AGP Recommends FBR to Ensure Customs Duty Drawback Should Not be More Than Actual Duty Paid

The Auditor General of Pakistan (AGP) has strongly recommended the Federal Board of Revenue (FBR) to ensure that customs duty drawback should not be more than the actual duty paid by the exporter.

The latest audit report of the AGP on customs duty drawback for 2011 issued to the FBR revealed that timely issuance of duty drawback has been ensured through Rule 222 of the Customs Rules, 2001 which provides a timeframe for processing and payment of duty drawback. Three field formations of customs processed duty drawback claims with delays ranging from 30 days to 2,614 days. It was also observed that 296,388 cases involving an amount of Rs. 25,825.96 million remained unprocessed without recording any reasons.

An analysis of duty drawback cases received during Audit revealed that Model Customs Collectorate (MCC), Sialkot could process only 72%, MCC (A&F) Peshawar 50%, and MCC, Allama Iqbal International Airport, Lahore 82% cases during the period under audit.

As per the definition of duty drawback, it is the “repayment in whole or in part of the customs duties paid on the import of any goods”. It means that the duty drawback cannot be more than the duty paid at the import stage. It is recommended that the rates of duty drawback may be revisited by FBR in order to rationalize the rates of duty drawback in view of the decreasing duty rates, especially in the wake of Free Trade Agreements.

Further, FBR may examine the issue in detail to ascertain the quantum of duty drawback paid in excess due to this discrepancy. It is also recommended that the duty drawback should not be more than the duty paid by the exporter.

The export to Afghanistan through land routes was removed from the definition of exported goods under rule 220(d) & (e) of Customs Rules, 2001. Duty drawback to such exporters was therefore not admissible. The audit has observed that the payment of duty drawback by MCC Peshawar to exporters engaged in export to Afghanistan wasRs 555.64 million.

The audit noted 2,328 cases where duty drawback was paid in excess than due resulting in excess payment of Rs 91.02 million. In 872 cases, excess payment of Rs. 67.08 million was due to applying excess rates of duty drawback as notified in different SROs. In 1302 cases, export development surcharge was not deducted by the banks resulting in excess payment of duty drawback of Rs. 18.22 million.

Two field formations paid duty drawback of Rs. 5.72 million in 154 cases where the foreign exchange was not or less received or bank credit advice issued after 07 July 2017 when the commercial bank was defunct.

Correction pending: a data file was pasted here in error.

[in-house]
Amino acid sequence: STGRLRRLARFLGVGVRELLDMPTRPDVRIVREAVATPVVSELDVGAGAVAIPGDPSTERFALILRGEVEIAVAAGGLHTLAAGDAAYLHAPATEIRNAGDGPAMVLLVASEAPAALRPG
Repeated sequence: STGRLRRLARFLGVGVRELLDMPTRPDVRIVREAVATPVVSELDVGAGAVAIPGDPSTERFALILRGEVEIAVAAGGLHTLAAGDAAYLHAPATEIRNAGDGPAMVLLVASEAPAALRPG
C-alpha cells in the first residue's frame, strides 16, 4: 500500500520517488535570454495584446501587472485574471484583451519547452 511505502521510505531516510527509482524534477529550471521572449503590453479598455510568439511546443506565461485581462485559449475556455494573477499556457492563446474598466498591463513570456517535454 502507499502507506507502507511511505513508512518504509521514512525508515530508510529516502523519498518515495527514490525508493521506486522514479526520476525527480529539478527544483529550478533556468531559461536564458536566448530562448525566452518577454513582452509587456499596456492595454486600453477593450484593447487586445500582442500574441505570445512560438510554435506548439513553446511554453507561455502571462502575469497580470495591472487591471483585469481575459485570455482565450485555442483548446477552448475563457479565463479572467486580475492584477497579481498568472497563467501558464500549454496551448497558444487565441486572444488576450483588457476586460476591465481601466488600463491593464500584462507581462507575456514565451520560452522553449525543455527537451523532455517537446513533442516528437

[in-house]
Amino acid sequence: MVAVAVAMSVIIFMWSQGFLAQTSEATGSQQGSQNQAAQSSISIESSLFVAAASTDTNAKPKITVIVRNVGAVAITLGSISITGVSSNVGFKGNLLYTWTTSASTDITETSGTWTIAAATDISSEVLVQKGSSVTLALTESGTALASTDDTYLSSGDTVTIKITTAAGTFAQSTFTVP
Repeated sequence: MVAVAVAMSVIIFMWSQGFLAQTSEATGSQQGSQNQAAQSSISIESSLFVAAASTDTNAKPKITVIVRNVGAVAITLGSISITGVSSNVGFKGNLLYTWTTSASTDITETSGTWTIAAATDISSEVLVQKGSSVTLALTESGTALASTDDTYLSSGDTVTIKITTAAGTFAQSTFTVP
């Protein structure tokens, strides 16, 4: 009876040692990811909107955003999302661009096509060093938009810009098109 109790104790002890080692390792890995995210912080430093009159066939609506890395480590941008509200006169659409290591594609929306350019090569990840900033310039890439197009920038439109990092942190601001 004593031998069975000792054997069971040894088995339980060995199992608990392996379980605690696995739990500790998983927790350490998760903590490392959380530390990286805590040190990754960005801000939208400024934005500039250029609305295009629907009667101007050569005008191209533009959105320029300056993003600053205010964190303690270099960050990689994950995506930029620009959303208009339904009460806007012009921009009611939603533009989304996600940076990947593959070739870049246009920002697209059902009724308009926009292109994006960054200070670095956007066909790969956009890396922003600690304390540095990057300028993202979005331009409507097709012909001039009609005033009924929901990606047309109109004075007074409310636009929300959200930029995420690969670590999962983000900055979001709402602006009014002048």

Audit observed that an amount of Rs 104.39 million was paid as duty drawback in time-barred cases. The delay in filing claims ranged from 9 days to 2,481 days. Further, these claims were filed by the exporters without requesting the customs authorities for condonation of delay.

Duty drawback was paid to businesses which were already availing the facility of import under concessionary regimes like Duty & Tax Remission for Exports, Manufacturing Bonds and Export Oriented Units without confirmation of procurement and utilization of duty-paid materials in exported goods. Since no duty was paid by these units at the import stage, therefore payment of duty drawback was also not admissible to them. The audit pointed out 65 such instances involving an amount of duty drawback of Rs. 149.91 million.

Audit observed that cases of duty drawback pertaining to years 2012 to 2018 were pending with FBR. The audit further observed that there was no mechanism in place to dispose of these cases on a first in first out basis. In the absence of any criteria for the selection of duty drawback cases for payment, cases are randomly processed which is against the principle of equity.

Audit observed several significant internal control weaknesses. For instance, the audit was not provided any proof of audit of duty drawback cases either by Directorate of Internal Audit or Directorate of Post Clearance Audit. The amount of duty drawback was reported less by MCC, Peshawar and Sialkot to FBR by Rs. 559.87 million in 12,262 cases, Audit report added.



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